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I have a situation where I had a 1/3hp fan motor fry, when I went to replace the motor, which is powered by a 120 volt circuit which also powers a 120v circulating pump, I discovered that my volt meter reads 139 volts from live to ground, and about 40 volts from neutral to ground, but accurately reads 120 volts from live to neutral, why am I experiencing this difference in voltage,I checked to make sure the neutral and the ground are properly terminated at the panel, everything looks good, there is a 480Y277volt 3phase system in the building along with the 208Y120 3phase system, both are grounded to the water piping in the building, could these system be feeding each other through the ground.
 

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Ax grinder
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Welcome to the forum.:)

I would check to make sure that you have a proper system bonding jumper installed on the secondary side of the 208/120 transformer.

Chris
 

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I have a situation where I had a 1/3hp fan motor fry, when I went to replace the motor, which is powered by a 120 volt circuit which also powers a 120v circulating pump, I discovered that my volt meter reads 139 volts from live to ground, and about 40 volts from neutral to ground, but accurately reads 120 volts from live to neutral, why am I experiencing this difference in voltage,I checked to make sure the neutral and the ground are properly terminated at the panel, everything looks good, there is a 480Y277volt 3phase system in the building along with the 208Y120 3phase system, both are grounded to the water piping in the building, could these system be feeding each other through the ground.
1. In answer to your question NO.
2. At the panel measure A phase, B Phase and C Phase to ground what are the voltages?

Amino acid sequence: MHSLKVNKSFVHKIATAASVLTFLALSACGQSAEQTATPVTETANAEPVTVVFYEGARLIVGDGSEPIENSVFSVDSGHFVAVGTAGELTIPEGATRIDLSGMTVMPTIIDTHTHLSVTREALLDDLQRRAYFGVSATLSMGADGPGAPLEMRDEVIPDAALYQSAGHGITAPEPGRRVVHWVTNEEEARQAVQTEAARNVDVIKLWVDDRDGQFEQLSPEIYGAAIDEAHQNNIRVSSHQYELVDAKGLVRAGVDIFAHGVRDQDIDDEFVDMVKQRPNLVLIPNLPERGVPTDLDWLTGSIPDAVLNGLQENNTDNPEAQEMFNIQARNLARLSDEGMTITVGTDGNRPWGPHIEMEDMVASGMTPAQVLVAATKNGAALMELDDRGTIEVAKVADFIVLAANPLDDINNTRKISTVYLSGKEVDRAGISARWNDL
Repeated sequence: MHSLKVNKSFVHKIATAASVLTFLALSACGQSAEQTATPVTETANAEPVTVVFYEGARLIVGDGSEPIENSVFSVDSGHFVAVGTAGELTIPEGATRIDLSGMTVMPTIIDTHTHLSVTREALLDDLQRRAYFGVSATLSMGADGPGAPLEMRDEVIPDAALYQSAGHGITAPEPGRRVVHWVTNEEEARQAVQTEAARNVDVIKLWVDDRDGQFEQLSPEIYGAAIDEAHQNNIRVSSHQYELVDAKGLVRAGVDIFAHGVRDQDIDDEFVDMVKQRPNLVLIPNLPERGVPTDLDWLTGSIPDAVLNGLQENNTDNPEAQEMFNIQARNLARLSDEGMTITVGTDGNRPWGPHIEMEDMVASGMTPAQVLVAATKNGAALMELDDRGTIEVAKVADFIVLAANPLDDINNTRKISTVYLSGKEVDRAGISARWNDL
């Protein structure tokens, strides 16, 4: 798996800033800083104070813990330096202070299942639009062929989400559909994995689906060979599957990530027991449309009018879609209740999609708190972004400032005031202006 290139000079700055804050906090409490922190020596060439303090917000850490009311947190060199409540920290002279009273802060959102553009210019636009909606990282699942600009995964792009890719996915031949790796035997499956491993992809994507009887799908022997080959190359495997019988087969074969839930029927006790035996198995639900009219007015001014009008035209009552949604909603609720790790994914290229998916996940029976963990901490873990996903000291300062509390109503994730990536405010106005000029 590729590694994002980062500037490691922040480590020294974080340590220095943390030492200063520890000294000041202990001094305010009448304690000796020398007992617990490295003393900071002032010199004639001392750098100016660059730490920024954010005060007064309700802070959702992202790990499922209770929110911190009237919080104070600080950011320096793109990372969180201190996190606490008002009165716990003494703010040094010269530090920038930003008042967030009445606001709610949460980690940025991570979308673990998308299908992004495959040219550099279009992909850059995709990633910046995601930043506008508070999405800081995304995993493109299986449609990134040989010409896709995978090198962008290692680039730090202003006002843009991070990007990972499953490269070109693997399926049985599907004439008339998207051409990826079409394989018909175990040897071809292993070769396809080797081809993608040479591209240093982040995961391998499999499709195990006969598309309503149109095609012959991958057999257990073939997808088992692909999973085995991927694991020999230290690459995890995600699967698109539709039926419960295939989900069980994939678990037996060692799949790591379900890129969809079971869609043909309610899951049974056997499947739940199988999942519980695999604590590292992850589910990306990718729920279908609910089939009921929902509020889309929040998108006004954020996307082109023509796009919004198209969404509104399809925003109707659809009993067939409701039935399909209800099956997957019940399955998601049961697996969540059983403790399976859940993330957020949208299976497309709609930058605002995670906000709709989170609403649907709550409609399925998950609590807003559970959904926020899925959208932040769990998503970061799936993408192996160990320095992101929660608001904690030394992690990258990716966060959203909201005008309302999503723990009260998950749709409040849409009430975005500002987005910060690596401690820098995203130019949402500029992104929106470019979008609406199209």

3. It sounds like you have a ungrounded system or were measuring to a ungrounded (not properly bonded) surface.
4. What type of meter?
5. Dd you try a solenoid tester?
 

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I have a situation where I had a 1/3hp fan motor fry, when I went to replace the motor, which is powered by a 120 volt circuit which also powers a 120v circulating pump, I discovered that my volt meter reads 139 volts from live to ground, and about 40 volts from neutral to ground, but accurately reads 120 volts from live to neutral, why am I experiencing this difference in voltage,I checked to make sure the neutral and the ground are properly terminated at the panel, everything looks good, there is a 480Y277volt 3phase system in the building along with the 208Y120 3phase system, both are grounded to the water piping in the building, could these system be feeding each other through the ground.
I was wondering what the diff was between stray and phantom voltage . I searched the threads and came up with your question a while back. I also noticed that there were only 4 responses. I think that this STRAY VOLTAGE thing should get more attention. What causes it, and how do you get rid of it? Or, should you worry about it , at all?
 

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I was wondering what the diff was between stray and phantom voltage . I searched the threads and came up with your question a while back. I also noticed that there were only 4 responses. I think that this STRAY VOLTAGE thing should get more attention. What causes it, and how do you get rid of it? Or, should you worry about it , at all?
I'll check IEEE Dictionary for proper Def. Tuesday

Typically Stray Voltage is considered voltage on grounded surfaces or earth that is of sufficient EMF to cause problems, Farms in particular dairy farms are prime places where stray voltage causes issues, docks and swimming pools also have been know to have stray voltage issues. Most of these issues relate to improper bonding, shorts in conductors where the earth carries voltage or in some utilities with a earth ground at multiple locations.

Phantom / ghost voltages read here
http://us.fluke.com/usen/Support/ap...(FlukeProducts)&parent=AP_FUN(FlukeProducts)#
 

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Fried Bologna um um good!
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I always test with a solenoid tester first and then a voltmeter if needed. Ive found the dvm can have you thinking you have a problem when you don't.
 

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ive seen this before i tested it with the fluke t+pro it sounds like a floating neutral the neutral on the 120/208v transformer wasnt grounded causing the voltage to be a little weird. if there is no wire from XO of the 120/208v transformer to the case add one. if there is no wire from the transformer to building steel that needs to be there too. i believe sometimes transformers already have bonding jumpers installed but some dont. just about all of them i installed needed a system bonding jumper
 
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